Search Press Releases
Subscribe to News Updates
Media and Press Information
IEEE AT NETMUNDIAL: THE INTERNET’S ONGOING SUCCESS DEMANDS OPENNESS, TRANSPARENCY, AND INCLUSIVENESS IN STANDARDIZATION
IEEE connects with world leaders at NETmundial to influence the future of Internet Governance
Monika Stickel, Director, Corporate Communications
+1 732-562-6027; firstname.lastname@example.org
PISCATAWAY, N.J., USA, 30 April 2014 – IEEE, the world’s largest professional organization and globally recognized technology standards setting body dedicated to advancing technology for humanity, today announced that it urged openness, transparency and inclusiveness in standardization to fuel the Internet’s ongoing success at NETmundial, the Global Multistakeholder Meeting on the Future of Internet Governance which took place 23-24 April 2014 in São Paulo, Brazil.
“The Internet is an economic and social phenomenon that touches billions of lives worldwide every day, and has created a new culture of border-crossing e-commerce, information sharing, and community operations,” said IEEE President J. Roberto de Marca. “Consensus-based standards developed in an open, transparent and inclusive process that ensures voluntary, market-driven adoption have and must continue to contribute to this success story.”
IEEE has been at the forefront of the Internet since its early days. At NETmundial, Vint Cerf, Chief Internet Evangelist for Google and IEEE Fellow, noted that IEEE published the first paper about the TCP/IP Internet protocol in 19741. IEEE standards such as IEEE 802.3™ “Standard for Ethernet” and IEEE 802.11™ wireless local area network (WLAN) standard2 (that enables products that are often branded as “Wi-Fi®”) are a fundamental part of the Internet’s technical foundation, enabling the movement of almost all data that crosses the platform.
IEEE embraces the value of an open and globally coherent Internet. “To achieve this objective, the underlying technology platforms must be open, broadly available and, most importantly, trustworthy,” said Konstantinos Karachalios, managing director of the IEEE Standards Association (IEEE-SA). “People have to be able to trust the Internet, and the notions of privacy that we have come to expect in our everyday life must be reflected and respected in cyberspace as well. Technical communities must rise up to meet these expectations and assure privacy and security in the Internet by technical design.”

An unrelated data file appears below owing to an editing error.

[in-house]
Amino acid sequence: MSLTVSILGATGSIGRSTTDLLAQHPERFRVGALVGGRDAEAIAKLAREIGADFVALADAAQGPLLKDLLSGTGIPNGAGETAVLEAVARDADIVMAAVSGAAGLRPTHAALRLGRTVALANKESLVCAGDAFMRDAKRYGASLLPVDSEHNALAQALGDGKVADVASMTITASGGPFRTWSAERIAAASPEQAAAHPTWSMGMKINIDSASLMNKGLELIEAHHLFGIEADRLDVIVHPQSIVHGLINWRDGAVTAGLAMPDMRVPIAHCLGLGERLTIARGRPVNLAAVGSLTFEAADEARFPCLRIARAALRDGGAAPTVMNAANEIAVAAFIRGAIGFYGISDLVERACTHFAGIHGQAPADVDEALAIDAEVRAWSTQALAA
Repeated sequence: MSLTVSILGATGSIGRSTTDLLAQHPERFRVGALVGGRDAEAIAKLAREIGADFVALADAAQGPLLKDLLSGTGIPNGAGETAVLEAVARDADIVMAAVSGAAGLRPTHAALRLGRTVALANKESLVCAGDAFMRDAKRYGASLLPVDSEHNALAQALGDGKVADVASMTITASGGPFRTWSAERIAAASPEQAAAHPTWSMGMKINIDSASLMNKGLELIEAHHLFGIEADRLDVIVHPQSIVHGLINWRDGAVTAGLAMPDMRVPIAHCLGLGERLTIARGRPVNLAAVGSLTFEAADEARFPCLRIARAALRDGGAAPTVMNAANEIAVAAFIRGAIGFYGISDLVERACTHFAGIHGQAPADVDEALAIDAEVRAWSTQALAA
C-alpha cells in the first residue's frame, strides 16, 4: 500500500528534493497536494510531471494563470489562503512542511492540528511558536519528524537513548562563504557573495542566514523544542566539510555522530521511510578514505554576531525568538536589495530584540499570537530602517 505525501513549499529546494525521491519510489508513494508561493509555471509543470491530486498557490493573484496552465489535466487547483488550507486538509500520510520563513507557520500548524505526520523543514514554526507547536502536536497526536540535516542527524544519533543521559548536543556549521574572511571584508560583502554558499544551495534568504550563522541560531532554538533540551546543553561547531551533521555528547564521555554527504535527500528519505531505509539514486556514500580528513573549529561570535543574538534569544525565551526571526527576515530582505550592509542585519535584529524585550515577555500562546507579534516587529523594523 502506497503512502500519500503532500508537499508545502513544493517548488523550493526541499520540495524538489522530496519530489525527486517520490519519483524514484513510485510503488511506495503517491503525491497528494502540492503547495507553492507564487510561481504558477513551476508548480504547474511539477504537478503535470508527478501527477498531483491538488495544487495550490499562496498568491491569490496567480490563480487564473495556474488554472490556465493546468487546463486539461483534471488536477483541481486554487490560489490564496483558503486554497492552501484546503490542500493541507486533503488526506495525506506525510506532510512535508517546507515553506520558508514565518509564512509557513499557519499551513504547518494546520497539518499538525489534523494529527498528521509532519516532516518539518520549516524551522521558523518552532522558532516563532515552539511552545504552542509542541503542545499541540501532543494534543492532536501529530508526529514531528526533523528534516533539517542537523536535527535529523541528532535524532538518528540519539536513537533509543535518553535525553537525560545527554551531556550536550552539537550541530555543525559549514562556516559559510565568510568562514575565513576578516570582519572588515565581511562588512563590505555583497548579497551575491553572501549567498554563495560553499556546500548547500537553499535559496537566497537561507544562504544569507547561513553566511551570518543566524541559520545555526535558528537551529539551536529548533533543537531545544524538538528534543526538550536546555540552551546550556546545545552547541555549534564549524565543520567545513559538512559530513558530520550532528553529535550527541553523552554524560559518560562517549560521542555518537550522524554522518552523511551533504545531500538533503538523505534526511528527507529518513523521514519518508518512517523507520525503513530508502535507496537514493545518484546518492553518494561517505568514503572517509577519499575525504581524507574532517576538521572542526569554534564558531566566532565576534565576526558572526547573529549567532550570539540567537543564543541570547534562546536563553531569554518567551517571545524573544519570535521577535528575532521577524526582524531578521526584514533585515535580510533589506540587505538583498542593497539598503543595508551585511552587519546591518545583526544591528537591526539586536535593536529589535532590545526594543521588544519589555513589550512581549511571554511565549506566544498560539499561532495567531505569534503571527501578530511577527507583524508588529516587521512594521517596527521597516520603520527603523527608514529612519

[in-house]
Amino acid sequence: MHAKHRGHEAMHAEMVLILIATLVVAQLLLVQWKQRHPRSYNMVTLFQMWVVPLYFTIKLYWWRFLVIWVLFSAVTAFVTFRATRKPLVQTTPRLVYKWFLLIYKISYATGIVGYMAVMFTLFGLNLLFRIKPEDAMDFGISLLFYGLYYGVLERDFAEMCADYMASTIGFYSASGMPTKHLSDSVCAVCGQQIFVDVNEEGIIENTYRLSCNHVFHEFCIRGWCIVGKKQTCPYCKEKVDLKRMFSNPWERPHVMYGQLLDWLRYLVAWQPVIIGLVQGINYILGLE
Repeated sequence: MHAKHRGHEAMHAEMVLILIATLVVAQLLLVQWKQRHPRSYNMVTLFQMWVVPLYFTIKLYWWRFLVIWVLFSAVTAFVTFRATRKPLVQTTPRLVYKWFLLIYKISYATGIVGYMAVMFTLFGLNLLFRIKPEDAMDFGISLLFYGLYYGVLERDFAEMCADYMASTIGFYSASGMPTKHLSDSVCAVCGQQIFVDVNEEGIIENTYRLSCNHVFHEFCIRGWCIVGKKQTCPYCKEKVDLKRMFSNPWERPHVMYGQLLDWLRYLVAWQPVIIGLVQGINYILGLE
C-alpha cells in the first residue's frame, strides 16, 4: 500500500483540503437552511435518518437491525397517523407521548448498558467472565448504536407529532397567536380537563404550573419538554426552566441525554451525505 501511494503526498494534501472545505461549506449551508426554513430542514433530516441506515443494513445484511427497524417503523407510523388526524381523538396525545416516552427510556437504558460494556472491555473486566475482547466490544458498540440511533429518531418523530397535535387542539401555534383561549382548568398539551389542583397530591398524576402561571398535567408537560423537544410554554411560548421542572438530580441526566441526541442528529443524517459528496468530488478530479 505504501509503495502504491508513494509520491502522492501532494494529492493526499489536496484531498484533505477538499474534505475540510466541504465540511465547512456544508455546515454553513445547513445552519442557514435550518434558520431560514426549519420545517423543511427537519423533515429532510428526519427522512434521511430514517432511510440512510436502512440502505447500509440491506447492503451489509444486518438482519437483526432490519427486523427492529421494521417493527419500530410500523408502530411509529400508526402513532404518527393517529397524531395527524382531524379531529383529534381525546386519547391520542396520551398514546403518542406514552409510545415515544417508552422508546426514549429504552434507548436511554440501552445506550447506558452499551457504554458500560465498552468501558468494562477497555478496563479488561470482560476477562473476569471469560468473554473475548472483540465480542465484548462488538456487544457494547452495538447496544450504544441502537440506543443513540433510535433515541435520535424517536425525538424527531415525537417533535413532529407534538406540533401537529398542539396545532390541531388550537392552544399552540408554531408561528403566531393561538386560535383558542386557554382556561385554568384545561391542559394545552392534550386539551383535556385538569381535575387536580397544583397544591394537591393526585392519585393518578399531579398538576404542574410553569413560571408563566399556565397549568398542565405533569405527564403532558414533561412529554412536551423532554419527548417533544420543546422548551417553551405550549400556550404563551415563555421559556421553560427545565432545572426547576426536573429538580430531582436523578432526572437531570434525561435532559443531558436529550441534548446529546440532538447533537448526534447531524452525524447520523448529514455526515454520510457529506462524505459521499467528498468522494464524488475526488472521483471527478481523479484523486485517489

IEEE, through its IEEE-SA, recently issued a statement calling on “all stakeholders to support the open character and integrity of the Internet as well as to work on solutions and processes that can restore users' trust to its technical foundations through a model that embraces and embodies openness, transparency and inclusiveness and technical standards that reflect the OpenStand paradigm of a multi-stakeholder model of collaboration and consensus building.”
“IEEE anticipates the potential for the current tensions around the Internet to increase,” observed IEEE President de Marca. He further emphasized, “IEEE is firmly committed to mobilizing and supporting its global and local communities of technical professionals and associated stakeholders to work on building improved technology solutions that address privacy and security issues to rebuild trust and confidence in the technical foundations of the Internet.”
“NETmundial was a timely and seminal event that is certain to have enduring influence in the ongoing Internet governance debate. It was clear from the discussions at NETmundial that the objective of the international community gathered at the event is to achieve, through extensive collaboration among stakeholders, an open, trusted, secure and resilient Internet for all,” noted de Marca. “IEEE was invited to contribute to these intensifying global discussions, and I was proud to represent the organization in my home country and to participate in the NETmundial event. The IEEE is ready and willing to be part of this global initiative.” A ”NETmundial Multistakeholder Statement” was released at the conclusion of the event, which attracted 1,480 stakeholders from 97 nations.3
IEEE, a large, global technical professional organization, is dedicated to advancing technology for the benefit of humanity. Through its highly cited publications, conferences, technology standards, and professional and educational activities, IEEE is the trusted voice on a wide variety of areas ranging from aerospace systems, computers and telecommunications to biomedical engineering, electric power and consumer electronics. Learn more at the IEEE Web site.
About the IEEE Standards Association
The IEEE Standards Association, a globally recognized standards-setting body within IEEE, develops consensus standards through an open process that engages industry and brings together a broad stakeholder community. IEEE standards set specifications and best practices based on current scientific and technological knowledge. The IEEE-SA has a portfolio of over 900 active standards and more than 500 standards under development. For more information visit the IEEE-SA Web site.
1Vinton Cerf, Robert Kahn, A Protocol for Packet Network Intercommunication (IEEE Transactions on Communications, May 1974)
2IEEE 802.11™ “Standard for Information technology--Telecommunications and information exchange between systems Local and metropolitan area networks--Specific requirements Part 11: Wireless LAN Medium Access Control (MAC) and Physical Layer (PHY) Specifications”